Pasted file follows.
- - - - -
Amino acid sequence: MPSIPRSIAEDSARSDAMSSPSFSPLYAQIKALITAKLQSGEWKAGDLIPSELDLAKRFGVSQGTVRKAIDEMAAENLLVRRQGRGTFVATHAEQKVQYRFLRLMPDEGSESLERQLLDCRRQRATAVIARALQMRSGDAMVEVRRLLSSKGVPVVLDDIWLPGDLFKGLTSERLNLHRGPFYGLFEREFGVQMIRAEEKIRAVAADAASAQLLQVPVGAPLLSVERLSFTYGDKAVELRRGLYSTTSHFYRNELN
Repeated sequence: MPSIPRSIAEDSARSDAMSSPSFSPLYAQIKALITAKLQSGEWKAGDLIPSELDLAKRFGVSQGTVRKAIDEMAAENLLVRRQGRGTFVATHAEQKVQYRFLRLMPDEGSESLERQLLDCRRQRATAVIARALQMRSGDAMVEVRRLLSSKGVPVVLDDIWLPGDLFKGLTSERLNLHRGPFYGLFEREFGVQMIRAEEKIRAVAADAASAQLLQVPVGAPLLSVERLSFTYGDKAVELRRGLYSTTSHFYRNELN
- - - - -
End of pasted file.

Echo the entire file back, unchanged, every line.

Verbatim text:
Amino acid sequence: MPSIPRSIAEDSARSDAMSSPSFSPLYAQIKALITAKLQSGEWKAGDLIPSELDLAKRFGVSQGTVRKAIDEMAAENLLVRRQGRGTFVATHAEQKVQYRFLRLMPDEGSESLERQLLDCRRQRATAVIARALQMRSGDAMVEVRRLLSSKGVPVVLDDIWLPGDLFKGLTSERLNLHRGPFYGLFEREFGVQMIRAEEKIRAVAADAASAQLLQVPVGAPLLSVERLSFTYGDKAVELRRGLYSTTSHFYRNELN
Repeated sequence: MPSIPRSIAEDSARSDAMSSPSFSPLYAQIKALITAKLQSGEWKAGDLIPSELDLAKRFGVSQGTVRKAIDEMAAENLLVRRQGRGTFVATHAEQKVQYRFLRLMPDEGSESLERQLLDCRRQRATAVIARALQMRSGDAMVEVRRLLSSKGVPVVLDDIWLPGDLFKGLTSERLNLHRGPFYGLFEREFGVQMIRAEEKIRAVAADAASAQLLQVPVGAPLLSVERLSFTYGDKAVELRRGLYSTTSHFYRNELN